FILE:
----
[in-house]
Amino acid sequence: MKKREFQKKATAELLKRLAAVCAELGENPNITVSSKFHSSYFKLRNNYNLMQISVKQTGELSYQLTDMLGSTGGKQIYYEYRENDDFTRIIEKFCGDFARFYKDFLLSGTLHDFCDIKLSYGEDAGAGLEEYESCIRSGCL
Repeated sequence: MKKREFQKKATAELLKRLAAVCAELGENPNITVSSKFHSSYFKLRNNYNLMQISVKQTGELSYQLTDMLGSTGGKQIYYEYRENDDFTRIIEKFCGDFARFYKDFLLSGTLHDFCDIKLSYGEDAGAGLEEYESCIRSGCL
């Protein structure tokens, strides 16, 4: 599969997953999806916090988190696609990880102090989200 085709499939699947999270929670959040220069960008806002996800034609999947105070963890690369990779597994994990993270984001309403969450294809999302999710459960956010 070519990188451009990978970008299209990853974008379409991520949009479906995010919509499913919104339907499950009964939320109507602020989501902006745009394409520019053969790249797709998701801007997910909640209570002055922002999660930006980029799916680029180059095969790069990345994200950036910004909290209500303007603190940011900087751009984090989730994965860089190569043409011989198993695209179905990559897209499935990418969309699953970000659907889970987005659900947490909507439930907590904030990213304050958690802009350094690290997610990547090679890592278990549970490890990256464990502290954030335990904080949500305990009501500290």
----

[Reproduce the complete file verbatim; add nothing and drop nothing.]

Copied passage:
[in-house]
Amino acid sequence: MKKREFQKKATAELLKRLAAVCAELGENPNITVSSKFHSSYFKLRNNYNLMQISVKQTGELSYQLTDMLGSTGGKQIYYEYRENDDFTRIIEKFCGDFARFYKDFLLSGTLHDFCDIKLSYGEDAGAGLEEYESCIRSGCL
Repeated sequence: MKKREFQKKATAELLKRLAAVCAELGENPNITVSSKFHSSYFKLRNNYNLMQISVKQTGELSYQLTDMLGSTGGKQIYYEYRENDDFTRIIEKFCGDFARFYKDFLLSGTLHDFCDIKLSYGEDAGAGLEEYESCIRSGCL
């Protein structure tokens, strides 16, 4: 599969997953999806916090988190696609990880102090989200 085709499939699947999270929670959040220069960008806002996800034609999947105070963890690369990779597994994990993270984001309403969450294809999302999710459960956010 070519990188451009990978970008299209990853974008379409991520949009479906995010919509499913919104339907499950009964939320109507602020989501902006745009394409520019053969790249797709998701801007997910909640209570002055922002999660930006980029799916680029180059095969790069990345994200950036910004909290209500303007603190940011900087751009984090989730994965860089190569043409011989198993695209179905990559897209499935990418969309699953970000659907889970987005659900947490909507439930907590904030990213304050958690802009350094690290997610990547090679890592278990549970490890990256464990502290954030335990904080949500305990009501500290």